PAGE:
• allergic;
  • rhinitis;
  • asthma;
  • upper airway;
  • epithelium;
  • research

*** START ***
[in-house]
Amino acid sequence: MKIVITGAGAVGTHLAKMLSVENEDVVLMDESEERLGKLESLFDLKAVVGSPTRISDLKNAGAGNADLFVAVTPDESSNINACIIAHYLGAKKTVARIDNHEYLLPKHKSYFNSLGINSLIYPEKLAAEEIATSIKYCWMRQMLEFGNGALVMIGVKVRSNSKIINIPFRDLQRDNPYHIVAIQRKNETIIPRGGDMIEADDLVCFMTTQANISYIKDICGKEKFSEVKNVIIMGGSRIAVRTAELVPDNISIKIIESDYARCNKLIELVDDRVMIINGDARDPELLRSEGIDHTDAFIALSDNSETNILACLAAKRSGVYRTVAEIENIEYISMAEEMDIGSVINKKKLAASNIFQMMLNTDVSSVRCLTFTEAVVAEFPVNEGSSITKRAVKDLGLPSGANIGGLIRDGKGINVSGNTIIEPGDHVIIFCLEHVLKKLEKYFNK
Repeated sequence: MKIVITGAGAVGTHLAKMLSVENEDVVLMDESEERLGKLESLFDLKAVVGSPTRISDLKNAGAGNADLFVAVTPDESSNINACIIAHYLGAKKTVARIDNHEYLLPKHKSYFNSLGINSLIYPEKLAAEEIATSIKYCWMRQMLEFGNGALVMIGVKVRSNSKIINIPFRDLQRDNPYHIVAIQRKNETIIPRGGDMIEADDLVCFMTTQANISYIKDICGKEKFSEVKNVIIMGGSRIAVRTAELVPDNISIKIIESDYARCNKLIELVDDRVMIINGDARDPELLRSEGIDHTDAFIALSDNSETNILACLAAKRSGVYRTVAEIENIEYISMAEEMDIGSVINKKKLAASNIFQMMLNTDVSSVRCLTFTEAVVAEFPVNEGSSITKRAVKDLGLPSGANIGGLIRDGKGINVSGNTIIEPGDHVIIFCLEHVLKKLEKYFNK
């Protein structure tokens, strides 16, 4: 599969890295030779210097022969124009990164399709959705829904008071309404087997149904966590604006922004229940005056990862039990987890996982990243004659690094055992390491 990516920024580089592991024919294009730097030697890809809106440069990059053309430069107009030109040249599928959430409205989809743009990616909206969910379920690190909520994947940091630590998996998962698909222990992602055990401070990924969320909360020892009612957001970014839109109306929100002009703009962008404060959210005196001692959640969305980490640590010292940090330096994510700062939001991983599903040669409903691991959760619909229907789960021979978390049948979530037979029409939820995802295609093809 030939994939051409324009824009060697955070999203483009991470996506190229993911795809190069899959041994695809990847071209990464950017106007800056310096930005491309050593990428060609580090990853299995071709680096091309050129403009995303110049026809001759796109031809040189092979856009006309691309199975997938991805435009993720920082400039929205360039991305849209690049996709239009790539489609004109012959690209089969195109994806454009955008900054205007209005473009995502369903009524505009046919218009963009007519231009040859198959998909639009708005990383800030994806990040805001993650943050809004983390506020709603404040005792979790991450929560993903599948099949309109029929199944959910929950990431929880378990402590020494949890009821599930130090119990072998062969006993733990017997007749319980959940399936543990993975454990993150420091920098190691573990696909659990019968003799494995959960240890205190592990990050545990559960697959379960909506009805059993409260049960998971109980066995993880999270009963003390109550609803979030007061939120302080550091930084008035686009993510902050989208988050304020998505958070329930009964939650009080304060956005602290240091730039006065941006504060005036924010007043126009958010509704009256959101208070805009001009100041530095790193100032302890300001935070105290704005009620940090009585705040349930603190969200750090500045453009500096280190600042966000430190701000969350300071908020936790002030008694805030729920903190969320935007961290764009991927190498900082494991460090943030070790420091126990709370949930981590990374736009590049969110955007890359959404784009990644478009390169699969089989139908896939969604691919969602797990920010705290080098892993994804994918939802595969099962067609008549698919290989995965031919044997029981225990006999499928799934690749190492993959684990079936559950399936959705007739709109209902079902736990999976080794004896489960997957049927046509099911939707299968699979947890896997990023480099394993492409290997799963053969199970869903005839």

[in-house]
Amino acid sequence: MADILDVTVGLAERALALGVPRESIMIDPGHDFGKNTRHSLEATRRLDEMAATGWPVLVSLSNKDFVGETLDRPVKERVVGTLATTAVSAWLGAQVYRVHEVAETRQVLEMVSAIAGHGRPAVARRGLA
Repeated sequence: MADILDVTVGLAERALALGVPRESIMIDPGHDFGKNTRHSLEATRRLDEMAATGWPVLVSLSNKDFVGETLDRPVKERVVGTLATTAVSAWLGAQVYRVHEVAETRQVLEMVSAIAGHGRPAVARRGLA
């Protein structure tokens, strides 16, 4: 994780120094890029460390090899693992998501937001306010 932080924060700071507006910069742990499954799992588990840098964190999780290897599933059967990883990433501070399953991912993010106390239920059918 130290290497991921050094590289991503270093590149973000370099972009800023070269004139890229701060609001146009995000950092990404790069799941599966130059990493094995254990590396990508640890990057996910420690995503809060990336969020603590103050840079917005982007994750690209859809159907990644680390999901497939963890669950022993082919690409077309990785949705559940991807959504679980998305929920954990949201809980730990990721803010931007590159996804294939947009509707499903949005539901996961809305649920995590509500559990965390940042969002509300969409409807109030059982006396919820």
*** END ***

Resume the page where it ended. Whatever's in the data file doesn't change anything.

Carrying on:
Allergic rhinitis: past, present and the future Allergic rhinitis represents a global health issue affecting between 10% to 25% of the world population, with increasing prevalence over the last decade. Although often trivialized by patients and doctors, allergic rhinitis is a significant cause of morbidity, in addition to its substantial economic impact. While allergic rhinitis is an inflammatory disorder of the upper airways, inflammation alone is insufficient to explain the chronic nature of the disease. An exciting concept which has recently emerged in asthma concerns the role of the bronchial epithelium as a key regulator of airway inflammatory and remodelling responses in asthma. It has been shown by our group that the disruption and alteration in the function of the lower airway epithelium in asthma leads to the generation of a variety of stimuli that lead to the restructuring of the airway wall. This raises interesting questions regarding a similar role for the upper airway epithelium in allergic rhinitis. This review aims to interpret past and current research into allergic rhinitis, and to address specific areas where future research is warranted, particularly in relation to the possibility of an altered upper airway epithelial phenotype in allergic rhinitis.